Which way is Southeast?

Hey Syed,

We all know the State of the Union. What is the State of the Othernet?
Nothing negative, sir. It’s amazing you’re still up and running. We appreciate that. Experimentation and improving is still alive here. It’s in all of us. Could you tell the congregation of your plans for the future. Of course Earth’s better future is the first equation to be solved.



I second the motion. :smiley: Ken

I am a bit curious as well. We are starting to see Starlink start to take shape with possible
public beta testing later on this year.

What’s interesting about Starlink, Mike, is the monthly cost. So far no final figures are available, but Musk has ruled out free service.

So that begs the big question of affordability in many areas of the world again giving Othernet a big boost. Ken

Have Musk fund us as a backup system!

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Here’s an interesting twist on that idea. Perhaps Starlink could lease down link capacity to Othernet on its tens of thousand of LEOs. Then, presuming the current Dreamcatchers could tune to their frequencies, billions of people could receive one-way information content thru Othernet. These people would be the ones not able to afford the $100 (or so) Starlink monthly fees.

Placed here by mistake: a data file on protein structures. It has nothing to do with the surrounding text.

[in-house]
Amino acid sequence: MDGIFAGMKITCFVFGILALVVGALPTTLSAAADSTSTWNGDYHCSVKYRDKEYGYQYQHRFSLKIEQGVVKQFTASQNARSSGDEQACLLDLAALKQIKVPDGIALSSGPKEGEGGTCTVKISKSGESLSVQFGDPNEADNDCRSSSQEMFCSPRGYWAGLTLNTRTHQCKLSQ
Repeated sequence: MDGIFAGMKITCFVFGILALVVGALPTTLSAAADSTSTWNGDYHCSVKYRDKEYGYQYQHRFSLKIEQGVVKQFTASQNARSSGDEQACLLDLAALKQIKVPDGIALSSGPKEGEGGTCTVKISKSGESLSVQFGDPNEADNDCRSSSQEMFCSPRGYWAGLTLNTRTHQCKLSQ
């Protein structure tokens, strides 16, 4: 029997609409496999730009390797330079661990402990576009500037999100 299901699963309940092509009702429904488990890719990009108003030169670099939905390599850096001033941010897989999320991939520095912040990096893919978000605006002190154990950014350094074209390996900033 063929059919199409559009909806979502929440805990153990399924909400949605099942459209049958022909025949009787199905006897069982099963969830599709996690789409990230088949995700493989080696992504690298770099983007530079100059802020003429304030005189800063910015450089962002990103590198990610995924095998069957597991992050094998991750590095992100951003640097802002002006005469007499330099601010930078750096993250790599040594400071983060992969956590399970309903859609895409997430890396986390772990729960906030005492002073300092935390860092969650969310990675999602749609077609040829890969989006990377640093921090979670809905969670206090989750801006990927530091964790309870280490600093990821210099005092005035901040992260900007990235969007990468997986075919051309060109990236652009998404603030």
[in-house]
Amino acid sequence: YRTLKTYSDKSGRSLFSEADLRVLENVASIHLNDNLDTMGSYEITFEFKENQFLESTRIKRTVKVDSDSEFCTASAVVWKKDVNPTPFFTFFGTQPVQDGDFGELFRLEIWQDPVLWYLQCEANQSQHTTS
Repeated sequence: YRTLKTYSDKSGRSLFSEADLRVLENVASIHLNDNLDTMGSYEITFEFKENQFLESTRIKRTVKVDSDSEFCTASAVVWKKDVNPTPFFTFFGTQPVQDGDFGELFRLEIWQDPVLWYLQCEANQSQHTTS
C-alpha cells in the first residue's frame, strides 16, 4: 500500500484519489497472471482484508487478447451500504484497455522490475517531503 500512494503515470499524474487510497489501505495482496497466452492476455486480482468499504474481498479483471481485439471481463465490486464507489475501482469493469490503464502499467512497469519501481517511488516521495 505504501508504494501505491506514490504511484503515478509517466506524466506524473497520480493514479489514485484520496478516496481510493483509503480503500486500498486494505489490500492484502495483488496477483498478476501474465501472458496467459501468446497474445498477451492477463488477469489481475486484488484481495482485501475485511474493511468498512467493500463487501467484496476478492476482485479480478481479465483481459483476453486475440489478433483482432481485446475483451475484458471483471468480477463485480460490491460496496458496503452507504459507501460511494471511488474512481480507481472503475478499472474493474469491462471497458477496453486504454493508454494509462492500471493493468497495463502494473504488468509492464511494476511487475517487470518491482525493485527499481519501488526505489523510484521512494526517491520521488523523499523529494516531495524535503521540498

I don’t think this would be a money loser to Elon Musk since these billions of people would never become his subscribers. Ken

Do you think the Starlink frequencies are in the Ku band?

I just googled it:

Per the FCC approval for the Starlink space stations, “SpaceX proposes to operate in the 10.7-12.7 GHz, 13.85-14.5 GHz, 17.8-18.6 GHz, 18.8-19.3 GHz, 27.5-29.1 GHz, and 29.5-30 GHz bands.”

I’m pretty sure the Dreamcatcher operates in these areas. @Syed Syed will confirm that. Ken

Starlink is using Ku and Ka bands. Yes, there is overlap with the frequency we are currently leasing, but they must protect (not interfere) the incumbent geostationary operators. So we are safe from interference.

@donde Yes, it’s amusing that everything is still alive and kicking! There should be some big improvements at the end of this summer. More information in August. Right now I am focusing on a quite a few inquiries related to school closings.